In ‘How the Mountains drip with Sunset’ Dickenson gives an amazed commentary of the vivid splendour of the process of a sunset. Explore the means by which she communicates this in her poem. Dickenson’s poem ‘How the old Mountains drip with sunset’ gives a personal response to the beauty, grandeur and overwhelming nature of sunset. She communicates her utter amazement to the reader, using beautiful language, description, not always conventional or expected, as with the grammar used, leaving the reader helpless but to share the sense of admiration and awe that Dickenson so clearly feels throughout. Beginning the poem with the word ‘How’ as exclamation, rather than the introduction to a question starts the poem with a strong sense of admiration.
She then explains why; ‘Because my love is come to me.’ The emotion that she is feeling is love, and she is suggesting that it is greater than the emotion she feels for other wondrous things. During the second stanza, the images of nature become more exotic and less realistic. It is as though the poet is going into a land of fantasy and is lost in the elation that she is feeling, ‘Raise me a dais of silk and down; Hang it with vair and purple dyes.’ The poem is drawn to a conclusion in the last two lines; she makes it apparent that she is more elated than all the things that she describes because her love is coming to visit. She seems to explain the intense excitement by suggesting that it is, ‘the birthday of [her] life.’ As though it is the best birthday celebration she could hope for or even the start of a new life. ‘The Woodspurge’ is a poem in which Dante Gabriel also uses reference to nature, however he appears to be somewhat less happy.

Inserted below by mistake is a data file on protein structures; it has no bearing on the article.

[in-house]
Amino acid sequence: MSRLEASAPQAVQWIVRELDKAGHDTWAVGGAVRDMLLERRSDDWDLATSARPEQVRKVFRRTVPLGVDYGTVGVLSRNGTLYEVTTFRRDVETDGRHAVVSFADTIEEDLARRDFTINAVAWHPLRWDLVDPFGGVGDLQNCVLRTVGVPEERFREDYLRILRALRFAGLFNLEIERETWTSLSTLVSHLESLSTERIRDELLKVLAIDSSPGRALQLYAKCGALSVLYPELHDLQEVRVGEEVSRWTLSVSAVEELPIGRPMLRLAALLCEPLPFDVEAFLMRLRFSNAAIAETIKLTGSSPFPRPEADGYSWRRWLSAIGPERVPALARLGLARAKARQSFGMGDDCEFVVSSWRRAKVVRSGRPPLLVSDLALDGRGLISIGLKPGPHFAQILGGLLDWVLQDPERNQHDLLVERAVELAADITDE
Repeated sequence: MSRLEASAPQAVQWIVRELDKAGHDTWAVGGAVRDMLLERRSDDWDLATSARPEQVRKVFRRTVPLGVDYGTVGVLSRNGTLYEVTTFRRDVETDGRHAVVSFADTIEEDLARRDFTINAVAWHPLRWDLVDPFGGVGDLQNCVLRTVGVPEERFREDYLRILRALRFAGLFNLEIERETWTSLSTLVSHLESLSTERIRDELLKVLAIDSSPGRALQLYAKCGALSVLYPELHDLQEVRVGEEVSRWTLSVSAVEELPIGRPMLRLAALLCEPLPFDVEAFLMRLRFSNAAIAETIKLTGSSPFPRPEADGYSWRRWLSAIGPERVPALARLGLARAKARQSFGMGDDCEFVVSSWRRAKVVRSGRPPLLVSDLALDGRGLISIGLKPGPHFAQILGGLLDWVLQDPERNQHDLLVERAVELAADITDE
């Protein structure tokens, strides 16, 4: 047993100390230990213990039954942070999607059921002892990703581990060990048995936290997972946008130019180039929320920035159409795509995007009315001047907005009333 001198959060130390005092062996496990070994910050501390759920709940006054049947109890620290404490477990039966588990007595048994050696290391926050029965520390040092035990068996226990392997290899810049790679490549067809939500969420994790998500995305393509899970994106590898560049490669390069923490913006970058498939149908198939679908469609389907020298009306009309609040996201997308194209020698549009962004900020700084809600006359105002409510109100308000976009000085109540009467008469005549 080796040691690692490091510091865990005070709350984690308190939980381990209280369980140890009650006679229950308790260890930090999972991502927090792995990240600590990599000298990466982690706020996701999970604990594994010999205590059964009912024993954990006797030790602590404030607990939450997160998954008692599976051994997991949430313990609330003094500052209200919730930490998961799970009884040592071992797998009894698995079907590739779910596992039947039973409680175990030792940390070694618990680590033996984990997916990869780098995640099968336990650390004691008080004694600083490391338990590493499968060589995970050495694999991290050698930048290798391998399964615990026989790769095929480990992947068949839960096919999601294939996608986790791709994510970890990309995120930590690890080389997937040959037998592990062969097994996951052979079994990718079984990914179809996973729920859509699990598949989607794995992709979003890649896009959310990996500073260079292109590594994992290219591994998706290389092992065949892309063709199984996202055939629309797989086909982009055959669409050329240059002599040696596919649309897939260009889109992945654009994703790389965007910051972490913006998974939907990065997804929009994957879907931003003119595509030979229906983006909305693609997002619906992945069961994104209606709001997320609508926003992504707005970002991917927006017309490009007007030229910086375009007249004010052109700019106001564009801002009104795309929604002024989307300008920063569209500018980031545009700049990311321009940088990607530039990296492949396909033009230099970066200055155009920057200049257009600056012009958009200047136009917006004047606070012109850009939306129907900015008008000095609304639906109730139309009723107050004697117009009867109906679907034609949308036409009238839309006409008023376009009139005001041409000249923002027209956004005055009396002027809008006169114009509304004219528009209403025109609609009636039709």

The speaker believes that this friend has taught her a lot of things in life and almost believed that everything the friend taught her was beneficial to the speaker. Words like purity, white, graciously and unstained are all words that bring a positive feel and effect to the speaker. Lucy Montgomery writes poems that drums up images and makes you think in a different and angle in your mind. The word choice for this poem is very light and elegant and never aggressive but still brings out the important message the author it trying to tell us. Lucy Montgomery does not use harsh sounding words while describing her friend nor does she use adjectives that make her friend seem like an ordinary everyday person.
The creative use of dashes in this first stanza, and all throughout, allows me time to gather information and really process the depth of hope’s commitment. Stanza two continues with the comfort introduced previously and also submits the idea that hope can be fearless and noble. Struggle is compared to a violent storm where hope is like a beacon. Even the severity of the word abash doesn’t discourage me from believing in hope. The suggestion of warmth draws me to the next stanza.
An almost nursery rhyme feel is also added because Blake refers to the senses of sounds and touch, cool colors and appeals to the sense of sight. Blake accurately describes innocence in “The Lamb” as the naïve part of life when one believes in the goodness of everything. In Blake’s “The Tyger”, Blake uses repetition of sounds to add to the tone of the poem. The “b” sound is repeated all throughout the poem when Blake uses the words “burning”, “bright” and “burnt” eyes. Those words add to the experience theme of the poem.